My shame of not being in control of my life has paradoxically placed me in more of a state of powerlessness, feeling hopeless and helpless.
“…that’s the way it is with depression –over the years you get comfortable with being miserable, which doesn’t mean you like it, but that you’re just too afraid to risk feeling different.
Now that I have admitted I am having a difficult time living, I wanting to learn some new avenues that will make my life more enjoyable and more livable.
I know now that at this point that I think my life is at its lowest point – that is when this program of recovery came into my life. I believe with the Psalmist that who said that we need to commit ourselves to God, trust in God, and that the God of my understanding will act in my behalf.
When I learn to let go of all those persons, mental images, past hurtful situations and memories, the better I am able to let God control my life. I find this “letting go” a fearsome project. I nevertheless find that I must do it– if I want to find hope .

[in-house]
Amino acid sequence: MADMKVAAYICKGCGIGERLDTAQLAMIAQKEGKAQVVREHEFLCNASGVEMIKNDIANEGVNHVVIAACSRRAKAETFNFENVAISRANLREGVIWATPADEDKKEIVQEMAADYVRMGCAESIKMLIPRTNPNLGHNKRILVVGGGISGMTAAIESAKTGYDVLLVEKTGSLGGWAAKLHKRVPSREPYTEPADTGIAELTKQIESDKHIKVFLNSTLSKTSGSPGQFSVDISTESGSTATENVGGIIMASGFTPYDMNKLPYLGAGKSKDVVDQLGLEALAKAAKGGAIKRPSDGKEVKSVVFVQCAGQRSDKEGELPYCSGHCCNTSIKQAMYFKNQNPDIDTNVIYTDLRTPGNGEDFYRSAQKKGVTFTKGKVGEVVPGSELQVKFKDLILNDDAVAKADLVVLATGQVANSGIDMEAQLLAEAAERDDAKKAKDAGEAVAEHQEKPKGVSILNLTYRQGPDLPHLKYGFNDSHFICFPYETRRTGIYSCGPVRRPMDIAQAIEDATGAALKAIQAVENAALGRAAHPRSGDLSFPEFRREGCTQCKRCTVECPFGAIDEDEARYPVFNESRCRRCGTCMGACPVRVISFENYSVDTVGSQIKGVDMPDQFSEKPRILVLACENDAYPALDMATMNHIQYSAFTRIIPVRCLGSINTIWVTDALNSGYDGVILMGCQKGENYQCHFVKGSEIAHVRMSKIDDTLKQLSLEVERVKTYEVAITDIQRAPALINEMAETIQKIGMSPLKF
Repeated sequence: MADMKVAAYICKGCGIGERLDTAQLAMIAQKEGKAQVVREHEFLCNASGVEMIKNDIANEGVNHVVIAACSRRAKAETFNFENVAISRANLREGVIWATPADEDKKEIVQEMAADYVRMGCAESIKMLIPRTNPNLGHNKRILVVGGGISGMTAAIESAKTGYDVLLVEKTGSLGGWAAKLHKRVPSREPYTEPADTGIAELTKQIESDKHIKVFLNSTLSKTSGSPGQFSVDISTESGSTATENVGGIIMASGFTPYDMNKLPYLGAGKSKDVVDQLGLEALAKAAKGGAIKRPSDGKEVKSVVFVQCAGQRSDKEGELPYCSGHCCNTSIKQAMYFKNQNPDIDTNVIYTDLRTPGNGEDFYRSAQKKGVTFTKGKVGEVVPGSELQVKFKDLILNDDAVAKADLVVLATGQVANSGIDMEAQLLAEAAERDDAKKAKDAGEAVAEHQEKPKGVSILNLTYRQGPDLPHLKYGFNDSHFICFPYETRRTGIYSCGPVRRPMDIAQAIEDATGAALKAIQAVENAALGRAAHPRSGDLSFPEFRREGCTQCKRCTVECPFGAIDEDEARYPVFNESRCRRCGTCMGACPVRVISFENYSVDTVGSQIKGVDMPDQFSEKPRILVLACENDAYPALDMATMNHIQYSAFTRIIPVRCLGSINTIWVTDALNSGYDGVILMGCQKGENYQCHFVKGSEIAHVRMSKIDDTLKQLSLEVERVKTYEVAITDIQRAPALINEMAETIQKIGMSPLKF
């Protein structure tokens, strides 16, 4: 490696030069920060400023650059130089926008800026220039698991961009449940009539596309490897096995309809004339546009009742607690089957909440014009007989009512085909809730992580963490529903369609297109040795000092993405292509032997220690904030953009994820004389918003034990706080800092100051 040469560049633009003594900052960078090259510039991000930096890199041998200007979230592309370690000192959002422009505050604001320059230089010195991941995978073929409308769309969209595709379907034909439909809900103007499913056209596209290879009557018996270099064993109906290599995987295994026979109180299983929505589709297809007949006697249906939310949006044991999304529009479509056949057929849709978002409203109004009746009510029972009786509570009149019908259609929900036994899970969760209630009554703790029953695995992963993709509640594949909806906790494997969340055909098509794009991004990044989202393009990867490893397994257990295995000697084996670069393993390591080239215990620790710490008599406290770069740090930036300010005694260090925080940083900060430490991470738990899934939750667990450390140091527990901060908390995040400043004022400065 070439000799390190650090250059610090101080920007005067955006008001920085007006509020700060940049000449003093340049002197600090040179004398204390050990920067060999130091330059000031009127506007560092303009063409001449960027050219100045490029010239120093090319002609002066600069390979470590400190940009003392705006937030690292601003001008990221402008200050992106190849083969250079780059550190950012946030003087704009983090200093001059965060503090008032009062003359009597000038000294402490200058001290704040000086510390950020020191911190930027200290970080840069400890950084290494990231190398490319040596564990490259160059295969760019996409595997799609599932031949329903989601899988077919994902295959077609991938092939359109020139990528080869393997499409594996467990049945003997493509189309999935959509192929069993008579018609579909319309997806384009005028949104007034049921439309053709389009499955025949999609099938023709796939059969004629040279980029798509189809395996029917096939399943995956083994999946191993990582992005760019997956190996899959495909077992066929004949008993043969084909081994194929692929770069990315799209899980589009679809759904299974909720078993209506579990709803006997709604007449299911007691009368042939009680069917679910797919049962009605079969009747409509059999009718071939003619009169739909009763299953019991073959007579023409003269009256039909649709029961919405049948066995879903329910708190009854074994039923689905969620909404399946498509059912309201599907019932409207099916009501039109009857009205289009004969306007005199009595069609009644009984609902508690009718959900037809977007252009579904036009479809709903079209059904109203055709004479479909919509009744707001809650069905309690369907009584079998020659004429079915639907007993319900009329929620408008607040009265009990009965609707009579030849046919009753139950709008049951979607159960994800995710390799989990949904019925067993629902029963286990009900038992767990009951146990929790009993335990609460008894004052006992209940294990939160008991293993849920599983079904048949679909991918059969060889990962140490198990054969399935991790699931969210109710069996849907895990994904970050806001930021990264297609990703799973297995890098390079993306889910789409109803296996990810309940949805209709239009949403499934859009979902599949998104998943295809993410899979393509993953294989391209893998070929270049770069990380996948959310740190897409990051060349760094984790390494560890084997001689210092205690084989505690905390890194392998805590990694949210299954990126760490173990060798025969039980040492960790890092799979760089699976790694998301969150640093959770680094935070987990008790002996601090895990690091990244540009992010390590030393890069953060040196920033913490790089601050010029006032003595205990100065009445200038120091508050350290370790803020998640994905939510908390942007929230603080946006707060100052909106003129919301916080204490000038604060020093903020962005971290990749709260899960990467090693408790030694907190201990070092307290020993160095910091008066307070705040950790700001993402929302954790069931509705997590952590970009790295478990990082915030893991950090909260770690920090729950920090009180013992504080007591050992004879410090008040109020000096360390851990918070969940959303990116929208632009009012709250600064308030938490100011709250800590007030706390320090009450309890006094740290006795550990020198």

Some of the major ways people help build the walls of their depression are to consider themselves worthless. They won’t allow themselves to get angry. They can’t forgive themselves or others, and they believe that life is hard and death is worse. Also, they believe that since bad things happened to them in the past bad things are bound to happen to them in the future.”
(C) Depressed Anonymous, 3rd edition. (2011) Depressed Anonymous Publications., Louisville. KY.
(C)) The Depressed Anonymous Workbook. (2002) Depressed Anonymous Publications. Louisville. KY. Page 7.
See the Home Study project for more information for working with another for one’s recovery.